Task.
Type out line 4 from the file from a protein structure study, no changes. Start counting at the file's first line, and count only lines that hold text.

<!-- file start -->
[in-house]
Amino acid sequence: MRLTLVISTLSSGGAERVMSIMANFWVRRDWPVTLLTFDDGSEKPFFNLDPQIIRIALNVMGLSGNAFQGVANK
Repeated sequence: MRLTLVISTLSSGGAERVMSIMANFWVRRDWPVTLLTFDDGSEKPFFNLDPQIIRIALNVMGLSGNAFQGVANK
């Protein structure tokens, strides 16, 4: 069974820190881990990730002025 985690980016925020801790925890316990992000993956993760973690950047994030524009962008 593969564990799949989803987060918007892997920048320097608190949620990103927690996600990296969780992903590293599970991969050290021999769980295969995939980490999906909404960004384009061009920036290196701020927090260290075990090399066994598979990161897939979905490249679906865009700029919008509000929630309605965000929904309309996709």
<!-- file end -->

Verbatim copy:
């Protein structure tokens, strides 16, 4: 069974820190881990990730002025 985690980016925020801790925890316990992000993956993760973690950047994030524009962008 593969564990799949989803987060918007892997920048320097608190949620990103927690996600990296969780992903590293599970991969050290021999769980295969995939980490999906909404960004384009061009920036290196701020927090260290075990090399066994598979990161897939979905490249679906865009700029919008509000929630309605965000929904309309996709």